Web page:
When I was a small child, and the world was brand new, there was so much potential for me. I did not know what hate was, what racism was, or what pain was. That quickly changed. I recall my first major beating at 3 or 4. It was Christmas and I had a magnificent doll house that Santa had brought me. I was sitting playing with it. Some Aunts, my father, my mother were all at the table eating. I recall repeating some bad words that my father had said when he was building the doll house earlier in the day. I recall being picked up and tossed across the room by my neck. I recall the red in his face, the vein popping at his temple, the gritted teeth, and the angry words. I recall being tossed down a flight of stairs at 5 for coloring with markers on my hands. I recall just before Kindergarten started having my hand placed on a hot burner on our electric stove because I repeatedly asked if it was still hot when the red lights went out. I was burned by cigarettes multiple times, not sure if it was intentional or just repeated accidents. One thing I did learn was that I did not matter and I did not have a voice. I say this because my father would ask me a question and when I would try to answer it, he would beat me again for talking back. If I didn’t answer the question, he would beat me again, for being disrespectful.
I watched him destroy my mother and her spirit, so many times, I saw my mother bleed. I lied to police officers for him, that my mother just fell down the stairs again or that she was off her meds and must have passed out. I carry a lot of guilt for that. I was a child. I was living in fear and pain. I was doing nothing more than trying to survive.
I had no voice and as I got older, more and more things, horrible things happened to me over and over. Each time I became a little weaker and my voice began to disappear more and more.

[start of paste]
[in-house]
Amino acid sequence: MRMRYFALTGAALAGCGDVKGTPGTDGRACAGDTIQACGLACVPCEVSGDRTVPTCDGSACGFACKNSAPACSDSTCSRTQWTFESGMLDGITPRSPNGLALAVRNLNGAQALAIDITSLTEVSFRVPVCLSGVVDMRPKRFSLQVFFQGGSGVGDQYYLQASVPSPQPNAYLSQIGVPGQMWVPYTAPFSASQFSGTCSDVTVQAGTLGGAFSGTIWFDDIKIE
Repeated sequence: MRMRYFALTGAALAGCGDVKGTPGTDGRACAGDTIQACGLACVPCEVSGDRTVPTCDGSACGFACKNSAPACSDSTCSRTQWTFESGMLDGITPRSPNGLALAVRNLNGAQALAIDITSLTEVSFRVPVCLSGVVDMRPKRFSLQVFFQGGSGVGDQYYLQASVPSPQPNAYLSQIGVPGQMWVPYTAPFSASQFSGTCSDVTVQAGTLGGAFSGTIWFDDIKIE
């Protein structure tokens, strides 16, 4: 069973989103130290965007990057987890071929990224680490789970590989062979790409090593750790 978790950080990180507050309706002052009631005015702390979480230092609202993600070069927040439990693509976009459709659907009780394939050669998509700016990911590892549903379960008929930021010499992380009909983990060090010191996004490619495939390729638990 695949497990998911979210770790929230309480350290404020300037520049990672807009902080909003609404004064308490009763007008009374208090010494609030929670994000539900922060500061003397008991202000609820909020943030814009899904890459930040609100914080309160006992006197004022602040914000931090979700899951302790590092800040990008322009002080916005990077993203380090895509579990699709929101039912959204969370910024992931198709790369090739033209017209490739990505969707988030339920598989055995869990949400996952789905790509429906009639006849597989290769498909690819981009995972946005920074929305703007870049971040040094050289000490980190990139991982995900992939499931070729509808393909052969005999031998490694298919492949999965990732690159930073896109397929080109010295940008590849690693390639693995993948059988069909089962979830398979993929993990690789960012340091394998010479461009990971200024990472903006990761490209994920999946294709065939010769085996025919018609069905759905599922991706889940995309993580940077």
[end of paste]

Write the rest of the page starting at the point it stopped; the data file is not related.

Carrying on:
When did I find my voice again? I am an activist and an advocate. If you follow me on Facebook or Twitter you know I post often about Indigenous issues, Domestic Violence, Rape, Child Abuse, etc…
How? Why? Where did my voice come from?
We are going to go back a few decades into the 1990’s. I only had two children at that point, both beautiful little girls. It was my main objective to raise them to be outspoken young women, with opinions, and minds of their own. With that said, from day one, I gave them choices and tried to empower them in every possible way. I wanted them to be the woman I was not. The woman I could never see me being.
When my oldest was 5, she entered Kindergarten in New Jersey. We had recently gotten this cool new gadget called a WebTV. Anyone remember those? I am not sure where or how, but I became friends with this man named Jim Toren He was an advocate for Leonard Peltier and Environmental issues. I enjoyed reading his posts and learning more and more about different issues. I questioned him and his friends a lot. Most people would probably get frustrated, but Jim and his friends were patient with me. I continued to be meek, to be me. Yes, meek was me. Can you imagine?
At Thanksgiving, I was told there is this amazing festival that the school does every year. The second graders reenact the first Thanksgiving! I was uneasy. I had now been taught the true story of the first Thanksgiving. I had read “Lies My Teacher Told Me” by James W. Loewen.
I meekly, asked don’t you know that is wrong? I was dismissed, so I wrote a letter to the Principal, and I pointed out the historical inaccuracies, the eagle feather being a sacred item and the stereo-typing. I said I did not want my child participating in this and that she would be kept home. Later that night I went to a PTA meeting. I never missed the PTA meetings. I was on multiple committees, but the Principal did not know my name, nor did he care. He stood up and spoke in front of at least 50, maybe 75 other parents and teachers. He read my letter and joked about how parents that complain never come to these meetings.